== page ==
We haven't got smarter in the last few decades. In fact we've not been anywhere near smart enough.

Another of the things we've done: taken one of our most versatile raw materials, fossil fuels, and wasted in in static power plants when for decades we could have used nuclear in place of it, leaving fossil fuels to be used as chemical substrates, a role for which there are no adequate substitutes available in similar quantities. Again, because we lacked ambition.

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Re: Welcome to the UK

And a civilian nuclear programme.

And for that matter, a military nuclear programme.

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Happy

Re: Welcome to the UK

The only country in the world to have given up *both* a working space program and a working supersonic plane.

We haven't given up just yet. We're quietly luring the rest of the world into a false sense of security.

https://www.reactionengines.co.uk/vehicles/

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Windows

@ Doctor Syntax:

"Once upon a time men flew to the moon.

Once upon a time civilians cold fly supersonically.

Somehow it seems we've stopped being a "can do" species and become "can't do" instead. Whatever happened to our sense of ambition?"

It was pounded out of us. Lysol everything to death. Bubble wrap around the kids just in case they skin a knee. Black on yellow stickers on *everything*. Boogie men on every corner kidnapping thousands of sweet innocent children EVERY DAY! OMG!! TERRORISTS!!!

Between Madison Avenue selling utterly useless tat as 'make your house/family/child/car/oven/electrical outlets/stairs safe!' conning folks into the idea that we're all fragile glass instruments subject to the vaguest whiff of something even remotely off from perfect, and the constant use of panic, terror and fear in the media purely to increase ratings for ad sales and to push headline sales out the door, we've become afraid of everything.

And in reality, it is the "your profits didn't rise in the last quarter, so we're going to beat your stock value to the ground" threats from wallstreet that mainline the bullshit through the corporates.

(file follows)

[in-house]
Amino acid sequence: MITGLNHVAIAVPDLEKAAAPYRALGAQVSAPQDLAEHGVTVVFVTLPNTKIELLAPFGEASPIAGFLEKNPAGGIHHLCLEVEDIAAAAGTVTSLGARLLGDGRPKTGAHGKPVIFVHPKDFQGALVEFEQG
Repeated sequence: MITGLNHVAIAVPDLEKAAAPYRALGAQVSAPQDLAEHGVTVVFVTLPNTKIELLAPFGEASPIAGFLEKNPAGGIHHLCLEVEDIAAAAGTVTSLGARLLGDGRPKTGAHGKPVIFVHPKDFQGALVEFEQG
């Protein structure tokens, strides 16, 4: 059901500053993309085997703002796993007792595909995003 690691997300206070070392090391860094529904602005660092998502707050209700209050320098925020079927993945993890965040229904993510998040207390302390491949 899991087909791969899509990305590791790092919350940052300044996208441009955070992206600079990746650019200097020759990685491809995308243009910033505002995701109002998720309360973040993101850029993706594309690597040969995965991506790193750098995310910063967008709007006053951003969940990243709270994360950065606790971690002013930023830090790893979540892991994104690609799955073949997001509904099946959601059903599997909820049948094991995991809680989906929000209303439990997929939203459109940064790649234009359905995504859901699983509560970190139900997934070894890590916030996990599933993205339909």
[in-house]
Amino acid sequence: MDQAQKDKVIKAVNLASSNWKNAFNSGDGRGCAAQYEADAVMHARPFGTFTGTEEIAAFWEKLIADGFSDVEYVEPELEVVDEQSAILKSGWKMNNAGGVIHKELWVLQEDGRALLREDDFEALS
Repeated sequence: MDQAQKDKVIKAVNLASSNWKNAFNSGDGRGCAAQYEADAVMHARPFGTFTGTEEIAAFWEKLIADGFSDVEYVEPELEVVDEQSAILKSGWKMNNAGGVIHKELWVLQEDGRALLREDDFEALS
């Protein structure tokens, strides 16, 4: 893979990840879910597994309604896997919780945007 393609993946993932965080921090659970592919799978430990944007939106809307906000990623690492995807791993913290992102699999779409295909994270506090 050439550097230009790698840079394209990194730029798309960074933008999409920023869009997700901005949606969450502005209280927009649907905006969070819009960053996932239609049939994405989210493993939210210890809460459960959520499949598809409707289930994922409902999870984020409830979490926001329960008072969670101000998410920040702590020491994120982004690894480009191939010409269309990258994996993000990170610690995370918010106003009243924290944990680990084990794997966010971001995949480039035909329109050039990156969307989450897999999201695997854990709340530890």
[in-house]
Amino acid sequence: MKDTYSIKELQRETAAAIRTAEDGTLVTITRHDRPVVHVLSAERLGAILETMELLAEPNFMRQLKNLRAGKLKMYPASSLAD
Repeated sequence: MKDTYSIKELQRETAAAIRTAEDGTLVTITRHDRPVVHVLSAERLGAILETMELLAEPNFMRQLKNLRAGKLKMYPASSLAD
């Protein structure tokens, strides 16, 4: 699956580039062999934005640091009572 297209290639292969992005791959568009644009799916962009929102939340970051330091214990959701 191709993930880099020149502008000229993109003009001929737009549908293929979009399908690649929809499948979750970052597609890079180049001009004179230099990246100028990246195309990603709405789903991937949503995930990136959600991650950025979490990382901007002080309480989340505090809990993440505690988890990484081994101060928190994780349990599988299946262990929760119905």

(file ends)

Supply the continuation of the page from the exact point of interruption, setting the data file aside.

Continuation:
...... <holy crap I'm awfully ranty today>

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Re: Welcome to the UK

And not forgetting trains & BREL, the designers who came up with the APT (Advanced Passenger Train) that was decades ahead of its time. Sure, it has some issues like any new technology but the thing that killed it? Reporters did not like it tilting on the curves. Whether it was the gas turbine powered unit or the electric it was at the cutting edge. The IP was sold to Fiat for bugger all and then reappeared as the Pendelino. Just because it had Virgin on the side it is suddenly cool and acceptable, it is still the same train. My uncle was at Doncaster when they scrapped the electric APTs and they were literally smashed up with hammers and a JCB. The High Speed Train or InterCity 125 was another, still highly successful design. No other diesel train is as quiet. The modern Voyager/Meridian things are basically a cheap carriage with a bus engine bolted underneath buzzing away furiously, vibrating your teeth out.

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JDX
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Presumably it's impractical now

Pushing that hard was presumably somewhat akin to F1 cars... fuel consumption very high per mile/passenger? These days, environmental issues mean new planes have to focus on fuel efficiency (whether legally, financially or for PR I don't know).

Does modern tech mean a plane could go that fast without drinking fuel or is a fundamental restriction of physics that supersonic flight is fundamentally expensive?

And of course the internet means some of the "I need to be in NY for a meeting" cases are removed.

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Halo Effect

The first time I heard the above expression was in connection with Concorde and BA. It was claimed to give a bump to BA's image world-wide and they reckoned to increase passenger loads generally on other flights simply because of the halo effect of flying with the airline that flew supersonic.

But yes that disappeared in minutes with the crash in Paris.

Having said that it was a tiny bugger. Some may remember Concorde flew to Caracas at one point. I had an uncle who flew there a few times on business. He was very tall - 6 foot 3 - and he could only complain about the leg room.